resource_id = "${aws_api_gateway_rest_api.pangu.root_resource_id}"
  http_method = "${aws_api_gateway_method.pangu_root.http_method}"
  status_code = "200"

  response_models = {
    "application/json" = "Empty"
  }

  response_parameters = {
    "method.response.header.Access-Control-Allow-Origin" = true
  }
}

resource "aws_api_gateway_resource" "pangu_spacing_text" {
  rest_api_id = "${aws_api_gateway_rest_api.pangu.id}"
  parent_id   = "${aws_api_gateway_rest_api.pangu.root_resource_id}"
  path_part   = "spacing-text"
}

resource "aws_api_gateway_method" "pangu_spacing_text_get" {
  rest_api_id      = "${aws_api_gateway_rest_api.pangu.id}"
  resource_id      = "${aws_api_gateway_resource.pangu_spacing_text.id}"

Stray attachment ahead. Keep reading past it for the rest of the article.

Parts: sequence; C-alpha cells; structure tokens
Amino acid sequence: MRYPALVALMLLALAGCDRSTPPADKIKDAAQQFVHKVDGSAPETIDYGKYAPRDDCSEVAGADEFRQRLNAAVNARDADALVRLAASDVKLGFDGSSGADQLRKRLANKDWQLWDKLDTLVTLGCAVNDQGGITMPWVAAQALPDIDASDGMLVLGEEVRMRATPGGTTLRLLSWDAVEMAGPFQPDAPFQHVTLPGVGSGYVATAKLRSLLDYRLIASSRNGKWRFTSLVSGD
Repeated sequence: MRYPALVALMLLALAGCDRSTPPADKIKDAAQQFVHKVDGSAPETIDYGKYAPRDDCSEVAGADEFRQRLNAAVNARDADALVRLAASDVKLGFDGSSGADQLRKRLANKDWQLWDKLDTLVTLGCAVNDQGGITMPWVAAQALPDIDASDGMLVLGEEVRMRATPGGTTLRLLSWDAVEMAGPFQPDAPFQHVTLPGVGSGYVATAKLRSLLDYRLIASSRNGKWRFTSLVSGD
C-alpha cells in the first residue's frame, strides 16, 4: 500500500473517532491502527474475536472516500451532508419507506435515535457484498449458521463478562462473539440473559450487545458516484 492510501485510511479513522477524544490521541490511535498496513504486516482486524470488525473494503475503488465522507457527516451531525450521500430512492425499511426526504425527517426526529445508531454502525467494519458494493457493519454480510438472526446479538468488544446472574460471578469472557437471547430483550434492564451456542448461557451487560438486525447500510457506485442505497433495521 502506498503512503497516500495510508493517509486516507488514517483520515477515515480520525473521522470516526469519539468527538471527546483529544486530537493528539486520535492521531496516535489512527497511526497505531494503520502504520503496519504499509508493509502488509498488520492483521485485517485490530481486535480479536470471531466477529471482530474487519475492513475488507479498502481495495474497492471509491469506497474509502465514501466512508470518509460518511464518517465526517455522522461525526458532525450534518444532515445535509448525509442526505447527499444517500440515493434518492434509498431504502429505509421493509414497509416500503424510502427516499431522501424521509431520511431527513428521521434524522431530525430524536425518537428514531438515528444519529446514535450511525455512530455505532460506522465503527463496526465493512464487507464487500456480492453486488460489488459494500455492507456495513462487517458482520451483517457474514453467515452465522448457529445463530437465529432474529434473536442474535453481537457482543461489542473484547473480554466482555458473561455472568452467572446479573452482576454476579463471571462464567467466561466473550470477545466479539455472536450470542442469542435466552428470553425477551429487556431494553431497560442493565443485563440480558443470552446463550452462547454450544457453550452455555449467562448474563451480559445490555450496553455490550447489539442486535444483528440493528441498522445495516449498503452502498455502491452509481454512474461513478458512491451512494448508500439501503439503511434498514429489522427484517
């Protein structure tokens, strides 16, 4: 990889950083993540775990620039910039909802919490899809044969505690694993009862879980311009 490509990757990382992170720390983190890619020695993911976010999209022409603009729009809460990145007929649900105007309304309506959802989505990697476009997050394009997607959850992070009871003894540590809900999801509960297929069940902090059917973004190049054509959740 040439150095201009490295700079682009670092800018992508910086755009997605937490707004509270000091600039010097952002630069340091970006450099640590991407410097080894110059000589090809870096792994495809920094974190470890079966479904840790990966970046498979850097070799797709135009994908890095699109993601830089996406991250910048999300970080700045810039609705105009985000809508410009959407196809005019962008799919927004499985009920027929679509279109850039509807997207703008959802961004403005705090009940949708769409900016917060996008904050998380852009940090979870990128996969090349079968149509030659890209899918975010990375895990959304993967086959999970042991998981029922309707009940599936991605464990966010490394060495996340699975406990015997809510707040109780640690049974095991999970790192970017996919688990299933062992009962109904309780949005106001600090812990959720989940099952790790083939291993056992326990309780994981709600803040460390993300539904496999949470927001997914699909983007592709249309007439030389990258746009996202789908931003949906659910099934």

http_method      = "GET"
  authorization    = "NONE"
  api_key_required = true
}

resource "aws_api_gateway_integration" "pangu_spacing_text_get" {
  rest_api_id             = "${aws_api_gateway_rest_api.pangu.id}"
  resource_id             = "${aws_api_gateway_resource.pangu_spacing_text.id}"
  http_method             = "${aws_api_gateway_method.pangu_spacing_text_get.http_method}"
  integration_http_method = "POST"
  type                    = "AWS_PROXY"
  uri                     = "arn:aws:apigateway:${var.aws_region}:lambda:path/2015-03-31/functions/${var.apex_function_spacing_text}/invocations"
}

resource "aws_api_gateway_method_response" "pangu_spacing_text_get_200" {
  rest_api_id = "${aws_api_gateway_rest_api.pangu.id}"
  resource_id = "${aws_api_gateway_resource.pangu_spacing_text.id}"
  http_method = "${aws_api_gateway_method.pangu_spacing_text_get.http_method}"
  status_code = "200"

  response_models = {
    "application/json" = "Empty"
  }

  response_parameters = {